Finding a plot

This can be very easy if you or your family already own a suitable piece of land, or it may take years of effort if you have geographical or budgetary constraints.

The Self Build Portal's 'Need-a-Plot' tool is a good place to start. By placing your noticeboard on the interactive 'Need-a-Plot' map, detailing what kind of plot you are looking for, this will enable thousands of people to see what kind of plot you need and where you need it.

You could also search our Suppliers Directory which lists several plot-finding services.

Some other methods for plot hunting include networking (ask all your friends on Facebook to look out for one for you, for example); contacting estate agents and landowners, checking out auction houses, hiring agents to search for you, advertising in the local press, in pubs and shops, and with mobile workers such as taxi drivers, mobile gardeners and hairdressers.

There are a number of online sources that list self build plots – most of these are free, but some charge a fee:

Other specialist self build plot websites include:

You can also search an area for an untended garden or neglected building etc and then approach the owners. If you have a defined search area buy yourself a high resolution Ordnance Survey map as this can sometimes help you identify quirky potential infill sites that are not visible from the main roads. Google Earth can sometimes be useful for this too.

Other site finding techniques include:

  • Offering a finder‘s fee to planning agents and architects.
  • Checking at the local planning office for permissions granted but not started.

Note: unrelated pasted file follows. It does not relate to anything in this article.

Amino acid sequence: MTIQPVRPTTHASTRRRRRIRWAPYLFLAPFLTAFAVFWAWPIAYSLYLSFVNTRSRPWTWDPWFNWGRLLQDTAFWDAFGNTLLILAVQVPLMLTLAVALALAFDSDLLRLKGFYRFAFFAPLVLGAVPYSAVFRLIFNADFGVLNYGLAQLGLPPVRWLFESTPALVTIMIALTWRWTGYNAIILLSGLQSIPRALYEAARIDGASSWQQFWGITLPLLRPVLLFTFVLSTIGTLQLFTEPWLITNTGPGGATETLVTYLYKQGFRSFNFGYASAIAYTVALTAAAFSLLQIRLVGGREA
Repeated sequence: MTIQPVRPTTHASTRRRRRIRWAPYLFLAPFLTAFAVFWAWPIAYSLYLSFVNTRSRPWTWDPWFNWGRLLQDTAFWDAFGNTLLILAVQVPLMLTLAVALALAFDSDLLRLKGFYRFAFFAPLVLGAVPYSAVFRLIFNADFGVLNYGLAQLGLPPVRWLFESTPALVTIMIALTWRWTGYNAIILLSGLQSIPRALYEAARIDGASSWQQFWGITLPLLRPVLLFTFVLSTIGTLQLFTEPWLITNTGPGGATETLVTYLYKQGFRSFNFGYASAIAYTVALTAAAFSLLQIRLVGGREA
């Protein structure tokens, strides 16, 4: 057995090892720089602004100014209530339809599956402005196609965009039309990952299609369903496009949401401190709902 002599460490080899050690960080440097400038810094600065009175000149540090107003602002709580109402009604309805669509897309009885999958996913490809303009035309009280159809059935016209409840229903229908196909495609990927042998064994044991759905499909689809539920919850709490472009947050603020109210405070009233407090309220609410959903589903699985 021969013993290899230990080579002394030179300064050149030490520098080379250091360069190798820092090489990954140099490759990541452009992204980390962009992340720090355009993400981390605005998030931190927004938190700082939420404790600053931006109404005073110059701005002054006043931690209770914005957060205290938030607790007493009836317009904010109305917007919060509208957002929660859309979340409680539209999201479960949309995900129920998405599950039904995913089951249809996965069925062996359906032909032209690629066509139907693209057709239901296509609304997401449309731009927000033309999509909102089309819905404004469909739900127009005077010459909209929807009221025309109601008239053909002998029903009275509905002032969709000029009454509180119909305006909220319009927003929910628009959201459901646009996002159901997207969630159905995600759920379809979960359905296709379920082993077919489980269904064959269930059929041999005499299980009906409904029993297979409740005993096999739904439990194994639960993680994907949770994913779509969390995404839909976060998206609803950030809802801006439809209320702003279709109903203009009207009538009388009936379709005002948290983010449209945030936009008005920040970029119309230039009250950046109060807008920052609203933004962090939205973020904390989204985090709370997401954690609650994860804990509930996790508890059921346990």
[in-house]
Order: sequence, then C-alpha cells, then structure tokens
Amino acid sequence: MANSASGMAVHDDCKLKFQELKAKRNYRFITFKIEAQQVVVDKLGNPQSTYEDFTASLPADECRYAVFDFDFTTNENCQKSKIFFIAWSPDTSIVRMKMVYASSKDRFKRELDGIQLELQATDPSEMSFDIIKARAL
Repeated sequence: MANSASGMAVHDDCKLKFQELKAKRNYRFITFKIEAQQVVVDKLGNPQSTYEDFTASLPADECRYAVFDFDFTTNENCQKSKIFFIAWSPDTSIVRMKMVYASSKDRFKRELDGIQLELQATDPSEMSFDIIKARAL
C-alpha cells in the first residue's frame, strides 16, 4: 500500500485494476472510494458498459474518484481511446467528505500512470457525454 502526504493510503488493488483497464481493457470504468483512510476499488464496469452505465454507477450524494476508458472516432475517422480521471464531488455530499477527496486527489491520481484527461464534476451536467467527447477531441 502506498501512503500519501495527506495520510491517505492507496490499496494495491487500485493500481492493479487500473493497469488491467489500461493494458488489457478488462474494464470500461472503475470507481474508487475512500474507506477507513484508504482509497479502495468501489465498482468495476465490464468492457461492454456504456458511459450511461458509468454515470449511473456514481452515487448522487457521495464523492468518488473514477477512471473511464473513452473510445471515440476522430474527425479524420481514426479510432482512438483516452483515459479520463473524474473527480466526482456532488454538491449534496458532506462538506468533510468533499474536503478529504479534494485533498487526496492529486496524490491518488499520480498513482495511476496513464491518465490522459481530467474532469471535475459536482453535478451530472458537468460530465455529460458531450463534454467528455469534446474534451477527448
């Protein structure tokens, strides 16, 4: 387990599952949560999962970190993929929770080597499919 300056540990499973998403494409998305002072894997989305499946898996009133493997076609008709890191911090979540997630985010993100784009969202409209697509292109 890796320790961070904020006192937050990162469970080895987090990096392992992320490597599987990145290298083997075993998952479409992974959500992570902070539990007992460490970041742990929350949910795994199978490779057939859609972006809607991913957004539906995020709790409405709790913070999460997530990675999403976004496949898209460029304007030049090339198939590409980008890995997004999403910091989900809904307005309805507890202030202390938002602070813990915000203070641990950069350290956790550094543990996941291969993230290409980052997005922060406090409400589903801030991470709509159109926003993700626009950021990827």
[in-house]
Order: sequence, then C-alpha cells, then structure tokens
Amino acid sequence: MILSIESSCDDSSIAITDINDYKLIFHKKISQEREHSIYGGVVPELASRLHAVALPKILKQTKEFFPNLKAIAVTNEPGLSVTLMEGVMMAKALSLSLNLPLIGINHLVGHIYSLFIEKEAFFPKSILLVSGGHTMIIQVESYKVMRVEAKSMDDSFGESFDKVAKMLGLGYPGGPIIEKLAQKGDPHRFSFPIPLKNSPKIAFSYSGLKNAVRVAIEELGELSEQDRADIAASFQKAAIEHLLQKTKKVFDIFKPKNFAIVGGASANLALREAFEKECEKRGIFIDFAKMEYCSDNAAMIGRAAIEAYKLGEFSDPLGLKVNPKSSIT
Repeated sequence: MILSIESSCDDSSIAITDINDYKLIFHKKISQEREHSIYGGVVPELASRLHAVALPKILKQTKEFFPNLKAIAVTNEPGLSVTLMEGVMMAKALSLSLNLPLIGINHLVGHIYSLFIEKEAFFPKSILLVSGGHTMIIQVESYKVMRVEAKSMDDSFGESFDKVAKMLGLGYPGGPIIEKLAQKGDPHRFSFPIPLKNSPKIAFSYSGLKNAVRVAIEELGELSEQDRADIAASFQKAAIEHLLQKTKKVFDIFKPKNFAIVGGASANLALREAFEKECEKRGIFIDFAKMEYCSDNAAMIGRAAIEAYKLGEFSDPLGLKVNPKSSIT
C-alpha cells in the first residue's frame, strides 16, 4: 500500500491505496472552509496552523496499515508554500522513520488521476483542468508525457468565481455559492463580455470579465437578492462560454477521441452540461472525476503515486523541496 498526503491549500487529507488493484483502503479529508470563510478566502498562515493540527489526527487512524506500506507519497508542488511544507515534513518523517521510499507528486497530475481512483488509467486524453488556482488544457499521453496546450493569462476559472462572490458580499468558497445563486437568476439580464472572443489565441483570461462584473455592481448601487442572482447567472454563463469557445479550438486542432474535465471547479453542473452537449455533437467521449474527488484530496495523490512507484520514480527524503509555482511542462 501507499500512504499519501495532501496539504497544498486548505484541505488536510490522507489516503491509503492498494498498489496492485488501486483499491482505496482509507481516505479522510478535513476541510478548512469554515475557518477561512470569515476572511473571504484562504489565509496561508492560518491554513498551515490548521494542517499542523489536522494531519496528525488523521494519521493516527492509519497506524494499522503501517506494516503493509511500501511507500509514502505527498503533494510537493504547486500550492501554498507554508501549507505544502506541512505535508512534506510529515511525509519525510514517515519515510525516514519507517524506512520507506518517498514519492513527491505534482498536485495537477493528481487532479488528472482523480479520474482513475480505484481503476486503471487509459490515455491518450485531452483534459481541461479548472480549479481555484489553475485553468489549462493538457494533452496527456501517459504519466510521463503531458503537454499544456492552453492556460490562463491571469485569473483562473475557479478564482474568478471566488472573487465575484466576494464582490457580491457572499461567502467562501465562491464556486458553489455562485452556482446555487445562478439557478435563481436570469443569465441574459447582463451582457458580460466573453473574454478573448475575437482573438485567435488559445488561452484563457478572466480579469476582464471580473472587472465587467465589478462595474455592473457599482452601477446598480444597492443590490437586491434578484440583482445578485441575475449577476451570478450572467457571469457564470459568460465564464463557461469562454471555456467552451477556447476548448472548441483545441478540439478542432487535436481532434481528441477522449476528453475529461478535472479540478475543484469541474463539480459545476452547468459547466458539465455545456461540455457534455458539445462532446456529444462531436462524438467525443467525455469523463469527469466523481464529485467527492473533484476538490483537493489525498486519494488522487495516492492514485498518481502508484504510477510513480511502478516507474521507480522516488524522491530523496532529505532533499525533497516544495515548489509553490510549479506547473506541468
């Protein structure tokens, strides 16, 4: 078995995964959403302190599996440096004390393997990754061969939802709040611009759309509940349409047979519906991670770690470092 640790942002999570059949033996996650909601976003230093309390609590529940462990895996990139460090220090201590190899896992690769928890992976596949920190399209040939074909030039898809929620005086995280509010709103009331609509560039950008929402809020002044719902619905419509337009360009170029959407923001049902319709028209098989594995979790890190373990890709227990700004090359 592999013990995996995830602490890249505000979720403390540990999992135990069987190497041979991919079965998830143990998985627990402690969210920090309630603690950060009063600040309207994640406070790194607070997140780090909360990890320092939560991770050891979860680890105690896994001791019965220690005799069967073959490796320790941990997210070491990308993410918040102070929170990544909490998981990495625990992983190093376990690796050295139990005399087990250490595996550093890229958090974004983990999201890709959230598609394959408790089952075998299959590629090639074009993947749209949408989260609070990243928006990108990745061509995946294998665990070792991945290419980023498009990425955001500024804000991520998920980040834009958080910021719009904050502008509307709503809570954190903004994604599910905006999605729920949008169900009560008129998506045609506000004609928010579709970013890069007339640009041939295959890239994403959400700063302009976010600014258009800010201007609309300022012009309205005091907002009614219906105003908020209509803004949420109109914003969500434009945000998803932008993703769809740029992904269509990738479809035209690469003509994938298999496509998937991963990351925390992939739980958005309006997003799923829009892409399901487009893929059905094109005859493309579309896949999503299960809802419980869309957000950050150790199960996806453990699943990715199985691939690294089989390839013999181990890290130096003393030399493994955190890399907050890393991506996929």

• Joining (or setting up) a local self build club or group where members share leads and help each other to hunt.

For a group build, you can also approach a parish council and ask them to suggest a suitable site. If your plans include affordable homes for local people in housing need, they should support your efforts. Or look through the lists of public land that the various Government departments are selling off.

The GLA also has a database of land for sale.

If you'd like to join a local self build group, HousePlanner has a list

These auction links may also be helpful:

The links below connect to various articles, specialist websites for barns and other unusual property conversion opportunities or sites that provide guidance on things like planning, land ownership and empty homes:

Finally – don’t get conned into buying land by a property scam company. These organisations often advertise plots of land that will never realistically get planning permission (for example, in areas that are protected by the Green Belt etc). If someone is selling a wonderful plot of land at an unbelievable price there’s got to be something wrong. And if you buy a site like this – usually still costing tens of thousands of pounds – you’re very unlikely to ever recover your money. Be warned. 

PropertySCAM lists many of the ongoing land scams where people are being conned.